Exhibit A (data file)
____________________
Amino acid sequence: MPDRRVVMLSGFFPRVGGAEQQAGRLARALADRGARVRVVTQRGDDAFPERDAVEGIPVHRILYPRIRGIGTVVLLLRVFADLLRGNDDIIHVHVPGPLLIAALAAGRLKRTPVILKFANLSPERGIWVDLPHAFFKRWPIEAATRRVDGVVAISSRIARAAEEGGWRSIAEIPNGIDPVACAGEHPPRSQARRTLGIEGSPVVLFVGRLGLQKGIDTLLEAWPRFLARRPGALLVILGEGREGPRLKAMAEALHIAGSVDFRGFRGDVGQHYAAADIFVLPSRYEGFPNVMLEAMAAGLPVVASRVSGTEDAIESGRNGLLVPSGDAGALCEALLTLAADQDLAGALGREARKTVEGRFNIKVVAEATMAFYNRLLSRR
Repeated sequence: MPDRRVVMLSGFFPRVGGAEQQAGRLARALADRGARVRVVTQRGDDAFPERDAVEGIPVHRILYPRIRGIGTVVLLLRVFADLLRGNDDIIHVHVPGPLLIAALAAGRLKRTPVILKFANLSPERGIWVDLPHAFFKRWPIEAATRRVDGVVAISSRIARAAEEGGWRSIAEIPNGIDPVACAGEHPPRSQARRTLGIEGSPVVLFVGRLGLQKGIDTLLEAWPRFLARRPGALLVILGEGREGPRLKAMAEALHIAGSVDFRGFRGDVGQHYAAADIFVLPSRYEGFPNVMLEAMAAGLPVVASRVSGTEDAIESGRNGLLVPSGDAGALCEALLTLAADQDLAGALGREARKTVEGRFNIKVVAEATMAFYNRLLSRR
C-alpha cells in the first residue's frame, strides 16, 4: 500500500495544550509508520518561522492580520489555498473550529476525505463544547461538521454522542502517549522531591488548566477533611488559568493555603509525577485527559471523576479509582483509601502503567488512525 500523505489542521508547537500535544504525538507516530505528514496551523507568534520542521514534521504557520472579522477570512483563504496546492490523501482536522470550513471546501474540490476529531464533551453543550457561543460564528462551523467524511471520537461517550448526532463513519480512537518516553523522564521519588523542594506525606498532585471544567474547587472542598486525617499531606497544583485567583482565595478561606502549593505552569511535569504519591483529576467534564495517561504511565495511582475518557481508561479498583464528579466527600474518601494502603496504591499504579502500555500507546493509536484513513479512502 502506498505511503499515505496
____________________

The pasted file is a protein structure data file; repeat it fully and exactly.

Amino acid sequence: MPDRRVVMLSGFFPRVGGAEQQAGRLARALADRGARVRVVTQRGDDAFPERDAVEGIPVHRILYPRIRGIGTVVLLLRVFADLLRGNDDIIHVHVPGPLLIAALAAGRLKRTPVILKFANLSPERGIWVDLPHAFFKRWPIEAATRRVDGVVAISSRIARAAEEGGWRSIAEIPNGIDPVACAGEHPPRSQARRTLGIEGSPVVLFVGRLGLQKGIDTLLEAWPRFLARRPGALLVILGEGREGPRLKAMAEALHIAGSVDFRGFRGDVGQHYAAADIFVLPSRYEGFPNVMLEAMAAGLPVVASRVSGTEDAIESGRNGLLVPSGDAGALCEALLTLAADQDLAGALGREARKTVEGRFNIKVVAEATMAFYNRLLSRR
Repeated sequence: MPDRRVVMLSGFFPRVGGAEQQAGRLARALADRGARVRVVTQRGDDAFPERDAVEGIPVHRILYPRIRGIGTVVLLLRVFADLLRGNDDIIHVHVPGPLLIAALAAGRLKRTPVILKFANLSPERGIWVDLPHAFFKRWPIEAATRRVDGVVAISSRIARAAEEGGWRSIAEIPNGIDPVACAGEHPPRSQARRTLGIEGSPVVLFVGRLGLQKGIDTLLEAWPRFLARRPGALLVILGEGREGPRLKAMAEALHIAGSVDFRGFRGDVGQHYAAADIFVLPSRYEGFPNVMLEAMAAGLPVVASRVSGTEDAIESGRNGLLVPSGDAGALCEALLTLAADQDLAGALGREARKTVEGRFNIKVVAEATMAFYNRLLSRR
C-alpha cells in the first residue's frame, strides 16, 4: 500500500495544550509508520518561522492580520489555498473550529476525505463544547461538521454522542502517549522531591488548566477533611488559568493555603509525577485527559471523576479509582483509601502503567488512525 500523505489542521508547537500535544504525538507516530505528514496551523507568534520542521514534521504557520472579522477570512483563504496546492490523501482536522470550513471546501474540490476529531464533551453543550457561543460564528462551523467524511471520537461517550448526532463513519480512537518516553523522564521519588523542594506525606498532585471544567474547587472542598486525617499531606497544583485567583482565595478561606502549593505552569511535569504519591483529576467534564495517561504511565495511582475518557481508561479498583464528579466527600474518601494502603496504591499504579502500555500507546493509536484513513479512502 502506498505511503499515505496